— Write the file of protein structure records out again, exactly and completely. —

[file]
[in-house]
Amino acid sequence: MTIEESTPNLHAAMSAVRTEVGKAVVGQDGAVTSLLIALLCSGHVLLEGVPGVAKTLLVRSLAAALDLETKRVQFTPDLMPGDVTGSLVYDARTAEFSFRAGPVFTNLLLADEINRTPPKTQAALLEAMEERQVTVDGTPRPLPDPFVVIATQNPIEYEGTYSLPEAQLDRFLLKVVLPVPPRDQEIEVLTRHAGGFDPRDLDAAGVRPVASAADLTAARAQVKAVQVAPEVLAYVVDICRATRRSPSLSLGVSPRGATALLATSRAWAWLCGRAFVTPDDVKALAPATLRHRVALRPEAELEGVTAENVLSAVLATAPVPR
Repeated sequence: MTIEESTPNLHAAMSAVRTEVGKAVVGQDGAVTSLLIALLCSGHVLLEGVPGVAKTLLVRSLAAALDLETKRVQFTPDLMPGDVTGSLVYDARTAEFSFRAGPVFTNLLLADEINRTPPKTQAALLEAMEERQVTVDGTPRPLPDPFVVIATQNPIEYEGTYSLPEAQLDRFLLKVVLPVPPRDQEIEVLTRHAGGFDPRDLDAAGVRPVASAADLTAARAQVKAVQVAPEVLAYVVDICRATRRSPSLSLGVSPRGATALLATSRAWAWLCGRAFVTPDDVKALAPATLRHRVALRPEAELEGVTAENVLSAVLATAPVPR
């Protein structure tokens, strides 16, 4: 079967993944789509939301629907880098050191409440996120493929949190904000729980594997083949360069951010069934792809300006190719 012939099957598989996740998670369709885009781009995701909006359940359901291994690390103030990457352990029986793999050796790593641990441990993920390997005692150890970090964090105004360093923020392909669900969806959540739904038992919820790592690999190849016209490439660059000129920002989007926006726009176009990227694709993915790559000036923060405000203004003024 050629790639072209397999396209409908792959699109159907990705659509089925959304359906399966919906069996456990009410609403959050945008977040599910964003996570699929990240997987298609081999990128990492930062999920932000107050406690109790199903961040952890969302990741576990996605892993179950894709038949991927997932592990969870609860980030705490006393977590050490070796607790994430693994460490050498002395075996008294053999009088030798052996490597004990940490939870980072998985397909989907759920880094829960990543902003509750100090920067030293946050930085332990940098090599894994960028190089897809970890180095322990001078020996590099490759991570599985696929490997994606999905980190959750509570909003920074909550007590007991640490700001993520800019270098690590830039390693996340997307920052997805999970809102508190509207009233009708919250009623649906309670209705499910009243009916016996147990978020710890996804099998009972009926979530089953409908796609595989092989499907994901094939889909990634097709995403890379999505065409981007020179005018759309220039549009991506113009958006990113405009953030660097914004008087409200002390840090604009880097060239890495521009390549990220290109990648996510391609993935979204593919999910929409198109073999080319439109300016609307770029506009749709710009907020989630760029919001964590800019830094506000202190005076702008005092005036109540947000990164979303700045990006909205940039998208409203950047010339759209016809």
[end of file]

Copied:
[in-house]
Amino acid sequence: MTIEESTPNLHAAMSAVRTEVGKAVVGQDGAVTSLLIALLCSGHVLLEGVPGVAKTLLVRSLAAALDLETKRVQFTPDLMPGDVTGSLVYDARTAEFSFRAGPVFTNLLLADEINRTPPKTQAALLEAMEERQVTVDGTPRPLPDPFVVIATQNPIEYEGTYSLPEAQLDRFLLKVVLPVPPRDQEIEVLTRHAGGFDPRDLDAAGVRPVASAADLTAARAQVKAVQVAPEVLAYVVDICRATRRSPSLSLGVSPRGATALLATSRAWAWLCGRAFVTPDDVKALAPATLRHRVALRPEAELEGVTAENVLSAVLATAPVPR
Repeated sequence: MTIEESTPNLHAAMSAVRTEVGKAVVGQDGAVTSLLIALLCSGHVLLEGVPGVAKTLLVRSLAAALDLETKRVQFTPDLMPGDVTGSLVYDARTAEFSFRAGPVFTNLLLADEINRTPPKTQAALLEAMEERQVTVDGTPRPLPDPFVVIATQNPIEYEGTYSLPEAQLDRFLLKVVLPVPPRDQEIEVLTRHAGGFDPRDLDAAGVRPVASAADLTAARAQVKAVQVAPEVLAYVVDICRATRRSPSLSLGVSPRGATALLATSRAWAWLCGRAFVTPDDVKALAPATLRHRVALRPEAELEGVTAENVLSAVLATAPVPR
């Protein structure tokens, strides 16, 4: 079967993944789509939301629907880098050191409440996120493929949190904000729980594997083949360069951010069934792809300006190719 012939099957598989996740998670369709885009781009995701909006359940359901291994690390103030990457352990029986793999050796790593641990441990993920390997005692150890970090964090105004360093923020392909669900969806959540739904038992919820790592690999190849016209490439660059000129920002989007926006726009176009990227694709993915790559000036923060405000203004003024 050629790639072209397999396209409908792959699109159907990705659509089925959304359906399966919906069996456990009410609403959050945008977040599910964003996570699929990240997987298609081999990128990492930062999920932000107050406690109790199903961040952890969302990741576990996605892993179950894709038949991927997932592990969870609860980030705490006393977590050490070796607790994430693994460490050498002395075996008294053999009088030798052996490597004990940490939870980072998985397909989907759920880094829960990543902003509750100090920067030293946050930085332990940098090599894994960028190089897809970890180095322990001078020996590099490759991570599985696929490997994606999905980190959750509570909003920074909550007590007991640490700001993520800019270098690590830039390693996340997307920052997805999970809102508190509207009233009708919250009623649906309670209705499910009243009916016996147990978020710890996804099998009972009926979530089953409908796609595989092989499907994901094939889909990634097709995403890379999505065409981007020179005018759309220039549009991506113009958006990113405009953030660097914004008087409200002390840090604009880097060239890495521009390549990220290109990648996510391609993935979204593919999910929409198109073999080319439109300016609307770029506009749709710009907020989630760029919001964590800019830094506000202190005076702008005092005036109540947000990164979303700045990006909205940039998208409203950047010339759209016809």